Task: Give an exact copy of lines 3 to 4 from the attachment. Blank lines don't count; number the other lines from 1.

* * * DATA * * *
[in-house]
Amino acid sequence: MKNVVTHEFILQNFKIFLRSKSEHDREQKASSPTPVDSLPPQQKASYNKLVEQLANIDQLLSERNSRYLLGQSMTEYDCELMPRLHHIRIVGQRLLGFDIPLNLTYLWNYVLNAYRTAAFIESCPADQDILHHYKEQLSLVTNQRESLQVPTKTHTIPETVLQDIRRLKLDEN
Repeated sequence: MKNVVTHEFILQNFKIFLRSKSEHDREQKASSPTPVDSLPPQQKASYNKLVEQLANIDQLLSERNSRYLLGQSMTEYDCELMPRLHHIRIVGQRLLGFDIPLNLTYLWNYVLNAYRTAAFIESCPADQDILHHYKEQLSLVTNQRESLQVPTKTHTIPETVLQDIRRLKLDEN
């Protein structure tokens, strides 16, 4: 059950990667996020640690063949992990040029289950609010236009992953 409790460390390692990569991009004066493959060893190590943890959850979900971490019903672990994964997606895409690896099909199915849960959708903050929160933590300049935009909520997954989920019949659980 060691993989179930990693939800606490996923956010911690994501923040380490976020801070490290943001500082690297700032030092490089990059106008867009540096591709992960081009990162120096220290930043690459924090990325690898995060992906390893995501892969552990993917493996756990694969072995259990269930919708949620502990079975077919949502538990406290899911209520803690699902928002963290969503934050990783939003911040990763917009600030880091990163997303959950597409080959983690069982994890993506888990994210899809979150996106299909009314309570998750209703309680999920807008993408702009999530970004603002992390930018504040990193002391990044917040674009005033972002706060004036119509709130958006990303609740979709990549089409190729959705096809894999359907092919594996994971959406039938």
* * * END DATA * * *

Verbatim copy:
Repeated sequence: MKNVVTHEFILQNFKIFLRSKSEHDREQKASSPTPVDSLPPQQKASYNKLVEQLANIDQLLSERNSRYLLGQSMTEYDCELMPRLHHIRIVGQRLLGFDIPLNLTYLWNYVLNAYRTAAFIESCPADQDILHHYKEQLSLVTNQRESLQVPTKTHTIPETVLQDIRRLKLDEN
């Protein structure tokens, strides 16, 4: 059950990667996020640690063949992990040029289950609010236009992953 409790460390390692990569991009004066493959060893190590943890959850979900971490019903672990994964997606895409690896099909199915849960959708903050929160933590300049935009909520997954989920019949659980 060691993989179930990693939800606490996923956010911690994501923040380490976020801070490290943001500082690297700032030092490089990059106008867009540096591709992960081009990162120096220290930043690459924090990325690898995060992906390893995501892969552990993917493996756990694969072995259990269930919708949620502990079975077919949502538990406290899911209520803690699902928002963290969503934050990783939003911040990763917009600030880091990163997303959950597409080959983690069982994890993506888990994210899809979150996106299909009314309570998750209703309680999920807008993408702009999530970004603002992390930018504040990193002391990044917040674009005033972002706060004036119509709130958006990303609740979709990549089409190729959705096809894999359907092919594996994971959406039938």